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My father often talked about his childhood in the small country town of Tullama and the pepper-tree which grew in the backyard of his house. It was clear that the tree meant a lot to him. It wasn’t what he said about the pepper-tree, but how he said it. When he spoke of the pepper-tree, I saw it clearly: an enormous tree with long sheets of green leaves in a big, wide backyard. When we lived at Newton, I used to look for pepper-trees when my father took me for a walk. ‘Look, there’s a pepper-tree,’ I’d say. ‘That’s only a small tree, boy,’ my dad would answer. ‘They don’t grow well here. You should see them out west where I come from.’
My father had a head full of dreams. One of them was a Rolls Royce. He never bought one but he talked about it all the time. ‘I want to have a Rolls Royce because it’s the most perfect piece of machinery made in the world,’ he said. ‘What would a garage mechanic do with a Rolls Royce?’ my mother asked. She couldn’t understand it but a Rolls Royce, just like the pepper-tree, meant something special to my father.
I remember my parents talking one night. Times were hard then, and my mother was worried about the future. Soon after that, my father came up with a plan to make some money. He went away early one Sunday morning and came back at lunchtime in a Ford lorry. On the back of the Ford there was something that looked like an engine. He had a plan in his mind, but he didn’t tell us his secret for over a week. In the end, he whispered mysteriously – ‘It’s an invention for cleaning wells.’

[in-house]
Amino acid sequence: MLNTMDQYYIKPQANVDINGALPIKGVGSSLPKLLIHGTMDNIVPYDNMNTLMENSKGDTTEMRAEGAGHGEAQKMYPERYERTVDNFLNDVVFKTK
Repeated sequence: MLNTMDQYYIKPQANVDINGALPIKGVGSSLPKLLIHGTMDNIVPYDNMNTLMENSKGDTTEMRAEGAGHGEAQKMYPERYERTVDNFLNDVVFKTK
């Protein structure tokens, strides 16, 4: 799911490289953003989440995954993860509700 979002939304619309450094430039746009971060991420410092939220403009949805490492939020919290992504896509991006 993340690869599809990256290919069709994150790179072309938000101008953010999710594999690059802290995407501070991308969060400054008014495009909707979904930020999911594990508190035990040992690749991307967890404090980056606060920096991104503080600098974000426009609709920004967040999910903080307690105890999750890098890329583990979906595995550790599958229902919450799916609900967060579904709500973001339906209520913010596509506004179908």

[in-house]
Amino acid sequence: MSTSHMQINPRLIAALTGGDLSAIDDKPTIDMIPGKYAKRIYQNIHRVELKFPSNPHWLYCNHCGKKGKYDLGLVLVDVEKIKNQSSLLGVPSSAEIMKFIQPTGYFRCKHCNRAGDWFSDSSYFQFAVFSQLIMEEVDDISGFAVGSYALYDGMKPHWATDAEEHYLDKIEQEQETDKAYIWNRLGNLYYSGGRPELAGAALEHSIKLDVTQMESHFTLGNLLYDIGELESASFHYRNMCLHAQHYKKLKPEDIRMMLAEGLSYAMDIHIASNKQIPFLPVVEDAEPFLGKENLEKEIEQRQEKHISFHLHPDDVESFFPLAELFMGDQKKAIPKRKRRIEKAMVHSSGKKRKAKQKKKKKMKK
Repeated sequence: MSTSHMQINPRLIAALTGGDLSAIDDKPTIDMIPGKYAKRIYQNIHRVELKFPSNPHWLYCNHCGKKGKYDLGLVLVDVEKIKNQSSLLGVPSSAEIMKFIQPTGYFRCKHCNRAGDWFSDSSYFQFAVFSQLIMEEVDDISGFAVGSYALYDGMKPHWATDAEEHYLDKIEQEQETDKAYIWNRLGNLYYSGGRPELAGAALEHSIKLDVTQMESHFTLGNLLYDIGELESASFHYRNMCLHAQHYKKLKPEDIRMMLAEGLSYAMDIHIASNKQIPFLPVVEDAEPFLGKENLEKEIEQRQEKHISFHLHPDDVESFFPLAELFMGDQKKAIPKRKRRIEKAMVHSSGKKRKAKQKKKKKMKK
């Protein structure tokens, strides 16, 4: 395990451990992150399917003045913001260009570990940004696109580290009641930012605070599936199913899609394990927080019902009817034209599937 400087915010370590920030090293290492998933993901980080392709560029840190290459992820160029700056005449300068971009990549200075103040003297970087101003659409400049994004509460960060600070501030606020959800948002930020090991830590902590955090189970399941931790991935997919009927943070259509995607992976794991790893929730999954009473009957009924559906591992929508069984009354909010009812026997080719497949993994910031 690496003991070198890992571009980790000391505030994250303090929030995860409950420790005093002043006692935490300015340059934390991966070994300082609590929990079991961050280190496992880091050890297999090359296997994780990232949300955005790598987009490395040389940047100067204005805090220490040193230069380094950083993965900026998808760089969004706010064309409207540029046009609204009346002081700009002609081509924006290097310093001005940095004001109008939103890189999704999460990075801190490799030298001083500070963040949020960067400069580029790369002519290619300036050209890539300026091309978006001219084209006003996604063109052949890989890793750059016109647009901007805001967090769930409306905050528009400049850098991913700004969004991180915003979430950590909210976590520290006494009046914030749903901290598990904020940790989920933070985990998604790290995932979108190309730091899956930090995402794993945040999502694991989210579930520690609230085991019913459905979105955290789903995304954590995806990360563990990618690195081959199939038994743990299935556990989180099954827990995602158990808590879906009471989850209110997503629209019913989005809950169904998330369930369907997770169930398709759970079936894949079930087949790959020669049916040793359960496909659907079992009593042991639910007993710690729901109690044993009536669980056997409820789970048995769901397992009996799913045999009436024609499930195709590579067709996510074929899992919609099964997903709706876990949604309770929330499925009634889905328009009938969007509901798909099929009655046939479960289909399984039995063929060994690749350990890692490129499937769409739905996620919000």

His idea, he explained later, was a new way of cleaning wells in country towns. ‘Like Tullama?’ I said, and added, ‘Will you go there and see the pepper-tree?’ ‘I’m not sure yet,’ he replied. Soon after this conversation, he started off. Every week brought a letter from him. As he got closer to Tullama, my mother got angry. ‘Him and that silly pepper-tree!’ she said.
Suddenly, there was no letter. One day he came home and said he had sold the lorry and engine. He looked tired and depressed. ‘The engine often broke down,’ he told us. ‘Did you see the pepper-tree?’ I asked. ‘I saw it all right,’ he answered. ‘It was a small tree and a small backyard. Not as big as I remembered them at all,’ he added. He wasn’t looking at me, but at something far away. He never spoke of the pepper-tree or the Rolls Royce again.
adapted from ‘The Pepper-Tree’ by Dal Stivens retold by Christine Lindop